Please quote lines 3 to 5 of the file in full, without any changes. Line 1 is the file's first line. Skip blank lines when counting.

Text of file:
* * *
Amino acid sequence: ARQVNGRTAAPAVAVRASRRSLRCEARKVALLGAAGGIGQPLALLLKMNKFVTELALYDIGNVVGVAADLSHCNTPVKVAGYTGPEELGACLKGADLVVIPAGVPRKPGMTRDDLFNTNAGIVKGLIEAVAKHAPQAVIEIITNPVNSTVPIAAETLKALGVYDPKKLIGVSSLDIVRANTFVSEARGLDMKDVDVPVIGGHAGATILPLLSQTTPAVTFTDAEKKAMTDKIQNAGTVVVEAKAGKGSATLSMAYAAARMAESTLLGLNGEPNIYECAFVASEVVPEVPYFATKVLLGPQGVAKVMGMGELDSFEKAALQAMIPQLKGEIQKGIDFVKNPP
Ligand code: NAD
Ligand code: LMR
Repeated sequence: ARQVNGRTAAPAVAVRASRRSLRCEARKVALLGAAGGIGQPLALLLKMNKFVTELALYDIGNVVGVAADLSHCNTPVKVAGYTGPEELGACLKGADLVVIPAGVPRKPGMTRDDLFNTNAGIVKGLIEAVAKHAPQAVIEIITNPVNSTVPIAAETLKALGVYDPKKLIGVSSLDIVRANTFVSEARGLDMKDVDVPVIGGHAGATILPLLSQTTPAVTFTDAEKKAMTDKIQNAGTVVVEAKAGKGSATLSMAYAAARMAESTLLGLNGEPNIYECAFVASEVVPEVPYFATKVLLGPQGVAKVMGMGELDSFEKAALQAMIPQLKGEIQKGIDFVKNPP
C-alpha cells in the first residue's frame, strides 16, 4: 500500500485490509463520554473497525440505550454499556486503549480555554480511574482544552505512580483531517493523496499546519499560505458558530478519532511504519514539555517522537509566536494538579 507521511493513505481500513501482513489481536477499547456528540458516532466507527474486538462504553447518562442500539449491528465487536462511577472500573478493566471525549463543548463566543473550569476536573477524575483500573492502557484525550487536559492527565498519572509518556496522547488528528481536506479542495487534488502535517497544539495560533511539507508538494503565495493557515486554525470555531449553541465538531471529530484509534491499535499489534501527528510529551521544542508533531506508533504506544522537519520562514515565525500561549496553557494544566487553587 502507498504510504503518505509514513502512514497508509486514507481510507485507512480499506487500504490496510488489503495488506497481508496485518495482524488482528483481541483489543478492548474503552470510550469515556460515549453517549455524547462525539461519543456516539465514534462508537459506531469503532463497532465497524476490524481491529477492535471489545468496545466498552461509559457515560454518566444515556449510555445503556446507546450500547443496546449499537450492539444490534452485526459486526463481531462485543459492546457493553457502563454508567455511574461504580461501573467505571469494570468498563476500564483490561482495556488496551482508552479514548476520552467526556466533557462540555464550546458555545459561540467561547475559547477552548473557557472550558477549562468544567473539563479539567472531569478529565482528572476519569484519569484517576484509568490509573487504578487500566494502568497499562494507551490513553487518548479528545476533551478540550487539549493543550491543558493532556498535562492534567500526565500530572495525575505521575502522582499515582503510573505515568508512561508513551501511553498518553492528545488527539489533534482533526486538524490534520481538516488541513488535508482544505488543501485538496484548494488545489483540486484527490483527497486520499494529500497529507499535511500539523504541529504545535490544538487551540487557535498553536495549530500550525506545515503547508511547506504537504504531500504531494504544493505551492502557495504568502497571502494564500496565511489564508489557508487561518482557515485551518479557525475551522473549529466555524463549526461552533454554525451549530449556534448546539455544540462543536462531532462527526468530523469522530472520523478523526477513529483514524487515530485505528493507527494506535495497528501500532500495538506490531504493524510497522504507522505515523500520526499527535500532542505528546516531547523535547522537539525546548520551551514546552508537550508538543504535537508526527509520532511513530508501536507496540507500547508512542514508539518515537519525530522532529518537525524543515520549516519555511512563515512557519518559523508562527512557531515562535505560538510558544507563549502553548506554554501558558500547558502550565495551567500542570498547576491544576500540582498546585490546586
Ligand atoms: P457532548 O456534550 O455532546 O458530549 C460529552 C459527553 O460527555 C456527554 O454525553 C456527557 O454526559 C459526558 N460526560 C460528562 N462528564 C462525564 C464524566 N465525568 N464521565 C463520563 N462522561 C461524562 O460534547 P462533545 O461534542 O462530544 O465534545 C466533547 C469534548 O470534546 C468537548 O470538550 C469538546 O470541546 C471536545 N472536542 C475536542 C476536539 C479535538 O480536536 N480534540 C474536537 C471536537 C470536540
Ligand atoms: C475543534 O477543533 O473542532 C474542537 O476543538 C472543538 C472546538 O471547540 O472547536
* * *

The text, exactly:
Ligand code: LMR
Repeated sequence: ARQVNGRTAAPAVAVRASRRSLRCEARKVALLGAAGGIGQPLALLLKMNKFVTELALYDIGNVVGVAADLSHCNTPVKVAGYTGPEELGACLKGADLVVIPAGVPRKPGMTRDDLFNTNAGIVKGLIEAVAKHAPQAVIEIITNPVNSTVPIAAETLKALGVYDPKKLIGVSSLDIVRANTFVSEARGLDMKDVDVPVIGGHAGATILPLLSQTTPAVTFTDAEKKAMTDKIQNAGTVVVEAKAGKGSATLSMAYAAARMAESTLLGLNGEPNIYECAFVASEVVPEVPYFATKVLLGPQGVAKVMGMGELDSFEKAALQAMIPQLKGEIQKGIDFVKNPP
C-alpha cells in the first residue's frame, strides 16, 4: 500500500485490509463520554473497525440505550454499556486503549480555554480511574482544552505512580483531517493523496499546519499560505458558530478519532511504519514539555517522537509566536494538579 507521511493513505481500513501482513489481536477499547456528540458516532466507527474486538462504553447518562442500539449491528465487536462511577472500573478493566471525549463543548463566543473550569476536573477524575483500573492502557484525550487536559492527565498519572509518556496522547488528528481536506479542495487534488502535517497544539495560533511539507508538494503565495493557515486554525470555531449553541465538531471529530484509534491499535499489534501527528510529551521544542508533531506508533504506544522537519520562514515565525500561549496553557494544566487553587 502507498504510504503518505509514513502512514497508509486514507481510507485507512480499506487500504490496510488489503495488506497481508496485518495482524488482528483481541483489543478492548474503552470510550469515556460515549453517549455524547462525539461519543456516539465514534462508537459506531469503532463497532465497524476490524481491529477492535471489545468496545466498552461509559457515560454518566444515556449510555445503556446507546450500547443496546449499537450492539444490534452485526459486526463481531462485543459492546457493553457502563454508567455511574461504580461501573467505571469494570468498563476500564483490561482495556488496551482508552479514548476520552467526556466533557462540555464550546458555545459561540467561547475559547477552548473557557472550558477549562468544567473539563479539567472531569478529565482528572476519569484519569484517576484509568490509573487504578487500566494502568497499562494507551490513553487518548479528545476533551478540550487539549493543550491543558493532556498535562492534567500526565500530572495525575505521575502522582499515582503510573505515568508512561508513551501511553498518553492528545488527539489533534482533526486538524490534520481538516488541513488535508482544505488543501485538496484548494488545489483540486484527490483527497486520499494529500497529507499535511500539523504541529504545535490544538487551540487557535498553536495549530500550525506545515503547508511547506504537504504531500504531494504544493505551492502557495504568502497571502494564500496565511489564508489557508487561518482557515485551518479557525475551522473549529466555524463549526461552533454554525451549530449556534448546539455544540462543536462531532462527526468530523469522530472520523478523526477513529483514524487515530485505528493507527494506535495497528501500532500495538506490531504493524510497522504507522505515523500520526499527535500532542505528546516531547523535547522537539525546548520551551514546552508537550508538543504535537508526527509520532511513530508501536507496540507500547508512542514508539518515537519525530522532529518537525524543515520549516519555511512563515512557519518559523508562527512557531515562535505560538510558544507563549502553548506554554501558558500547558502550565495551567500542570498547576491544576500540582498546585490546586